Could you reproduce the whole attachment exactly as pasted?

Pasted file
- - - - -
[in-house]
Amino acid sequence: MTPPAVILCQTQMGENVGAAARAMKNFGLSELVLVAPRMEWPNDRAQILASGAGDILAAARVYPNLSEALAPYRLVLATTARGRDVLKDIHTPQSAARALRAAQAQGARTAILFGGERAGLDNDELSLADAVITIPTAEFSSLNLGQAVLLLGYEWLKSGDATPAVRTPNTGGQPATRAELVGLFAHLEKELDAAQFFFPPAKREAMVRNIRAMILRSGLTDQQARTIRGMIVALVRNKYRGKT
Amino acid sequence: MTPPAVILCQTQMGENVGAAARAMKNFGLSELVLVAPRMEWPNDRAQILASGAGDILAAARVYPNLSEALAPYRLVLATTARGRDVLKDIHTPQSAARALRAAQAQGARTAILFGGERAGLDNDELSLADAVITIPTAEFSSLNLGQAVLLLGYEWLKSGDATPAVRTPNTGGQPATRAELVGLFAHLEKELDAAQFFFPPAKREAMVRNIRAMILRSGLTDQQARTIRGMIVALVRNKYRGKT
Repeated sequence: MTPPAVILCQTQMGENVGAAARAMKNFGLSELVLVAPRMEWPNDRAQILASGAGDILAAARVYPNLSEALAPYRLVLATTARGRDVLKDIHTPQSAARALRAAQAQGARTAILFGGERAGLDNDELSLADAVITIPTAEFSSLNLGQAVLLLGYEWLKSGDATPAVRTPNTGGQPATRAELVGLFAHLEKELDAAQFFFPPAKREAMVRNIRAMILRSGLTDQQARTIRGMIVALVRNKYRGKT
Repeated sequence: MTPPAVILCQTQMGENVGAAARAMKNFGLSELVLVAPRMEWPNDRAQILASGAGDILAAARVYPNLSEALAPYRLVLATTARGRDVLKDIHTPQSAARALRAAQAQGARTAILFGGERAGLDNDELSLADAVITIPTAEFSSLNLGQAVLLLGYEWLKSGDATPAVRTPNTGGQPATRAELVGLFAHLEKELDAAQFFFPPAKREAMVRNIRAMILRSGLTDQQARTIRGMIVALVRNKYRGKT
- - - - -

[in-house]
Amino acid sequence: MTPPAVILCQTQMGENVGAAARAMKNFGLSELVLVAPRMEWPNDRAQILASGAGDILAAARVYPNLSEALAPYRLVLATTARGRDVLKDIHTPQSAARALRAAQAQGARTAILFGGERAGLDNDELSLADAVITIPTAEFSSLNLGQAVLLLGYEWLKSGDATPAVRTPNTGGQPATRAELVGLFAHLEKELDAAQFFFPPAKREAMVRNIRAMILRSGLTDQQARTIRGMIVALVRNKYRGKT
Amino acid sequence: MTPPAVILCQTQMGENVGAAARAMKNFGLSELVLVAPRMEWPNDRAQILASGAGDILAAARVYPNLSEALAPYRLVLATTARGRDVLKDIHTPQSAARALRAAQAQGARTAILFGGERAGLDNDELSLADAVITIPTAEFSSLNLGQAVLLLGYEWLKSGDATPAVRTPNTGGQPATRAELVGLFAHLEKELDAAQFFFPPAKREAMVRNIRAMILRSGLTDQQARTIRGMIVALVRNKYRGKT
Repeated sequence: MTPPAVILCQTQMGENVGAAARAMKNFGLSELVLVAPRMEWPNDRAQILASGAGDILAAARVYPNLSEALAPYRLVLATTARGRDVLKDIHTPQSAARALRAAQAQGARTAILFGGERAGLDNDELSLADAVITIPTAEFSSLNLGQAVLLLGYEWLKSGDATPAVRTPNTGGQPATRAELVGLFAHLEKELDAAQFFFPPAKREAMVRNIRAMILRSGLTDQQARTIRGMIVALVRNKYRGKT
Repeated sequence: MTPPAVILCQTQMGENVGAAARAMKNFGLSELVLVAPRMEWPNDRAQILASGAGDILAAARVYPNLSEALAPYRLVLATTARGRDVLKDIHTPQSAARALRAAQAQGARTAILFGGERAGLDNDELSLADAVITIPTAEFSSLNLGQAVLLLGYEWLKSGDATPAVRTPNTGGQPATRAELVGLFAHLEKELDAAQFFFPPAKREAMVRNIRAMILRSGLTDQQARTIRGMIVALVRNKYRGKT